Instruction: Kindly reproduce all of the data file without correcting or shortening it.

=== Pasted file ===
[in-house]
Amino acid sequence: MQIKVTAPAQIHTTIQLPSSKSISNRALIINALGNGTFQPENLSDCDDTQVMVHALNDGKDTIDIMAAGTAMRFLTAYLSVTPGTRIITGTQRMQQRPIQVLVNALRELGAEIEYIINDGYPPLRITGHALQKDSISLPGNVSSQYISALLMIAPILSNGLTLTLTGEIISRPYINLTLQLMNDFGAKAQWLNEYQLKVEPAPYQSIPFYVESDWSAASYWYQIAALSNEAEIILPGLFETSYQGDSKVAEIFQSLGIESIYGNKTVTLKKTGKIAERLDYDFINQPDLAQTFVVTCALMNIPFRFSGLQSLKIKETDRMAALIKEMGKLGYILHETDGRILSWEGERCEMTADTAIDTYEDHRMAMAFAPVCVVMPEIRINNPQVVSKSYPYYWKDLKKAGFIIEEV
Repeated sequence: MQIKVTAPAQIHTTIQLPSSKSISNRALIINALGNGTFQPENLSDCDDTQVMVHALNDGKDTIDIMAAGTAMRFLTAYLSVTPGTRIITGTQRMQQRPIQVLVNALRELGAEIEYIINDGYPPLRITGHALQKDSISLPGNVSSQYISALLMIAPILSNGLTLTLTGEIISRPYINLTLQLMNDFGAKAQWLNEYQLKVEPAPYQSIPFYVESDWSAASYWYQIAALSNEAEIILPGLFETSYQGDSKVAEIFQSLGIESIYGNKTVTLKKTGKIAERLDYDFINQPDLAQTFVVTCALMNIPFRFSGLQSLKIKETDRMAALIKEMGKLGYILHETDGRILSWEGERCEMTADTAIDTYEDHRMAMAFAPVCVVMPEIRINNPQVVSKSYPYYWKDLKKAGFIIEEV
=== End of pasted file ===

[in-house]
Amino acid sequence: MQIKVTAPAQIHTTIQLPSSKSISNRALIINALGNGTFQPENLSDCDDTQVMVHALNDGKDTIDIMAAGTAMRFLTAYLSVTPGTRIITGTQRMQQRPIQVLVNALRELGAEIEYIINDGYPPLRITGHALQKDSISLPGNVSSQYISALLMIAPILSNGLTLTLTGEIISRPYINLTLQLMNDFGAKAQWLNEYQLKVEPAPYQSIPFYVESDWSAASYWYQIAALSNEAEIILPGLFETSYQGDSKVAEIFQSLGIESIYGNKTVTLKKTGKIAERLDYDFINQPDLAQTFVVTCALMNIPFRFSGLQSLKIKETDRMAALIKEMGKLGYILHETDGRILSWEGERCEMTADTAIDTYEDHRMAMAFAPVCVVMPEIRINNPQVVSKSYPYYWKDLKKAGFIIEEV
Repeated sequence: MQIKVTAPAQIHTTIQLPSSKSISNRALIINALGNGTFQPENLSDCDDTQVMVHALNDGKDTIDIMAAGTAMRFLTAYLSVTPGTRIITGTQRMQQRPIQVLVNALRELGAEIEYIINDGYPPLRITGHALQKDSISLPGNVSSQYISALLMIAPILSNGLTLTLTGEIISRPYINLTLQLMNDFGAKAQWLNEYQLKVEPAPYQSIPFYVESDWSAASYWYQIAALSNEAEIILPGLFETSYQGDSKVAEIFQSLGIESIYGNKTVTLKKTGKIAERLDYDFINQPDLAQTFVVTCALMNIPFRFSGLQSLKIKETDRMAALIKEMGKLGYILHETDGRILSWEGERCEMTADTAIDTYEDHRMAMAFAPVCVVMPEIRINNPQVVSKSYPYYWKDLKKAGFIIEEV